National Security cutter commander ‘temporarily relieved of duty’ after ‘incident’
The US Coast Guard today said the commanding officer, National Security Cutter James Capt. Marc Brandt, was “temporarily relieved of duty” on August 26 after an unspecified incident.
“Vice Admiral Kevin Lunday, commander of the Coast Guard’s Atlantic Zone, performed the relief due to a loss of confidence in Brandt’s ability to command the cutter,” the USCG said in a statement. “The circumstances which led to a loss of confidence involved a mishap aboard the cutter. No staff member was injured.
Capt. John Driscoll was appointed to assume temporary command of the cutter “pending the results of an investigation into the accident”, while Brandt was “temporarily assigned” to the Coast Guard’s Atlantic Zone.
The Coast Guard did not provide details about the incident that led to Brandt’s reassignment.
The National Security Cutters are considered the most technologically advanced vessels in the Coast Guard fleet. The high endurance aging shear replacement program has so far produced nine shears: Bertholf (WMSL 750), Waesche (WMSL 751), Stratton (WMSL 752), Hamilton (WMSL 753), James (WMSL 754), Munro (WMSL 754). 755), Kimball (WMSL 756), Midgett (WMSL 757) and Stone (WMSL 758). Delivery of a tenth cutter, the Calhoun, is scheduled for fiscal year 2023.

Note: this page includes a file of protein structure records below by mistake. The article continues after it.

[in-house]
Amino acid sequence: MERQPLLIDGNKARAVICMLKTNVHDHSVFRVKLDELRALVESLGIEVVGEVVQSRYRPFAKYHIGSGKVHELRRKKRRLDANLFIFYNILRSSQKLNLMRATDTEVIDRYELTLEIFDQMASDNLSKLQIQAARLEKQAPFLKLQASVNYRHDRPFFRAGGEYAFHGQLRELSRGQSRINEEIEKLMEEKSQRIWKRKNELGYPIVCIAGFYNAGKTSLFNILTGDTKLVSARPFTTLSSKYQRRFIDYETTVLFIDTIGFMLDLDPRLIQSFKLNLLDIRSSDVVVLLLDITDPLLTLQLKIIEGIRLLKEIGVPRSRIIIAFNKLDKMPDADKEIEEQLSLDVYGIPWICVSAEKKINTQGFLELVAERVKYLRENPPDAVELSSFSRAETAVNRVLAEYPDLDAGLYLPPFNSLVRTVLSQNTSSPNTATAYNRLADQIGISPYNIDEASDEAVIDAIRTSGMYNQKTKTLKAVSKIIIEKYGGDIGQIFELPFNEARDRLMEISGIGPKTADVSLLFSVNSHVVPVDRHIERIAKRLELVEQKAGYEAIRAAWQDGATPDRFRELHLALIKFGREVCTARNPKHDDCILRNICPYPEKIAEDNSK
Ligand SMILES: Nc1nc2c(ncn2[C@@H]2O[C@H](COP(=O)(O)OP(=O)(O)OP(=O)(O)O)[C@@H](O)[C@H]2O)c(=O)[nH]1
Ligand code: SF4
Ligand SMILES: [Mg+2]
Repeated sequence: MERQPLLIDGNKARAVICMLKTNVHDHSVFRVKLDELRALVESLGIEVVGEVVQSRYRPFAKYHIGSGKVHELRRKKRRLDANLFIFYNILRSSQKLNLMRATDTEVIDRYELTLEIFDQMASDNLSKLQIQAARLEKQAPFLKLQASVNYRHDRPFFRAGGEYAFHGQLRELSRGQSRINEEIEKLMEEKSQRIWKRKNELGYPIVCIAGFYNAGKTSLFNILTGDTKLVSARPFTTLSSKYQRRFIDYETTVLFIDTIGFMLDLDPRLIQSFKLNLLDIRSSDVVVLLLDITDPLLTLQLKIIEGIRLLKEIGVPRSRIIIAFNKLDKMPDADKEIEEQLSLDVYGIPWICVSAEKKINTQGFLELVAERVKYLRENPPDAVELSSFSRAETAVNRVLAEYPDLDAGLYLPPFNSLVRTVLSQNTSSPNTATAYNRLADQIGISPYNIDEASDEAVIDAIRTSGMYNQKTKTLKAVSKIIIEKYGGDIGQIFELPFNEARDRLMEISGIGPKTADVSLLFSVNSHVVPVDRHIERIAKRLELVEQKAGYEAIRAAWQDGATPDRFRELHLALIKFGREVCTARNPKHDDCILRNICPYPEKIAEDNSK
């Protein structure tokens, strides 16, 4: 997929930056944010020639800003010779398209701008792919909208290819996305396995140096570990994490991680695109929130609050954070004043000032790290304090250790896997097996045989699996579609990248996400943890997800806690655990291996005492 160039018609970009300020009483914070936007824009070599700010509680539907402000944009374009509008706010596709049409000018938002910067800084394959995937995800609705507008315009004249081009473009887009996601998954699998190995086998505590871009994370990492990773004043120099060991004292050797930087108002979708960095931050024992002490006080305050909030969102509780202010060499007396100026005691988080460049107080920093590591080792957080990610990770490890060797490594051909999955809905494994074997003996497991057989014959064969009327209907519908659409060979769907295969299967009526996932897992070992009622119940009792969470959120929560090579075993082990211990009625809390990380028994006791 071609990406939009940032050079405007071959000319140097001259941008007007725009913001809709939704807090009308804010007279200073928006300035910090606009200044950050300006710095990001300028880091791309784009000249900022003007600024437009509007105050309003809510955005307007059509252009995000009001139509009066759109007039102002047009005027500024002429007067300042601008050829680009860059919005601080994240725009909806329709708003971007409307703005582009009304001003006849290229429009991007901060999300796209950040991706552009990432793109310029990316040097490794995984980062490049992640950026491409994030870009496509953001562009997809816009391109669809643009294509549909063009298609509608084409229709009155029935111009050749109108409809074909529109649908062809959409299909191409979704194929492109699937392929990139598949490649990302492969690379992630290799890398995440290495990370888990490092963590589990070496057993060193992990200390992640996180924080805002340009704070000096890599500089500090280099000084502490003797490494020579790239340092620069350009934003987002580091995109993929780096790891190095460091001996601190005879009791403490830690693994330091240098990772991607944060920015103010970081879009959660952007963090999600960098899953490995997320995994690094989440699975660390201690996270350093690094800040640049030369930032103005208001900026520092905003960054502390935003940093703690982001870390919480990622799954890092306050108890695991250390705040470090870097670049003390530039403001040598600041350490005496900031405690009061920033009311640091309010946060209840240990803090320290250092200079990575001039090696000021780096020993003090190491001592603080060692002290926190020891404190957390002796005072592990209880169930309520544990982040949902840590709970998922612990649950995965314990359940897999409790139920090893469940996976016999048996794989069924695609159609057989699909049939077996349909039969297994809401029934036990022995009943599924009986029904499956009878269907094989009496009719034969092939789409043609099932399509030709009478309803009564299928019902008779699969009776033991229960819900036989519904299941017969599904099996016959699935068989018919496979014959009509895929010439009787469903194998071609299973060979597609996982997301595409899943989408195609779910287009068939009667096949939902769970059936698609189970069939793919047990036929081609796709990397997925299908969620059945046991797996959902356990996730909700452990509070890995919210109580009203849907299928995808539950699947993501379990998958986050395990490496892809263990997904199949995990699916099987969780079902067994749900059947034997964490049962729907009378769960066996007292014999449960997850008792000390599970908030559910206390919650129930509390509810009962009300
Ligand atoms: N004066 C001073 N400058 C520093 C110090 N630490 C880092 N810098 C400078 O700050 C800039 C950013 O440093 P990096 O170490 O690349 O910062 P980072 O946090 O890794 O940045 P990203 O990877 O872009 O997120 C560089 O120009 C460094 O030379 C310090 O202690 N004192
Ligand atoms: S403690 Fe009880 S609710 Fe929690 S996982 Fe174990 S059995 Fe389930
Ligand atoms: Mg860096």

“Coast Guard Cutter James is one of three 418-foot National Security Cutters (NSC) homeported in North Charleston, South Carolina. With its robust command, control, communications, computers, intelligence, surveillance and reconnaissance equipment, the NSC is the most technologically advanced vessel in the Coast Guard fleet,” the Coast Guard said. “The NSCs are equipped with three state-of-the-art small boats, an aft boat launch system, dual aviation facilities and serve as the afloat command and control platform for complex law enforcement and national security missions involving the Coast Guard and numerous partner agencies”.
James was launched at Pascagoula, Mississippi on May 3, 2014, and was commissioned at Boston on August 8, 2015. James’s namesake is Captain Joshua James, who died in 1902 at the age of 75 while was in service in the United States. Rescue service.
Two years after commissioning, the cutter served as a command and control platform in San Juan, Puerto Rico, to help respond to the devastating impact of Hurricane Maria.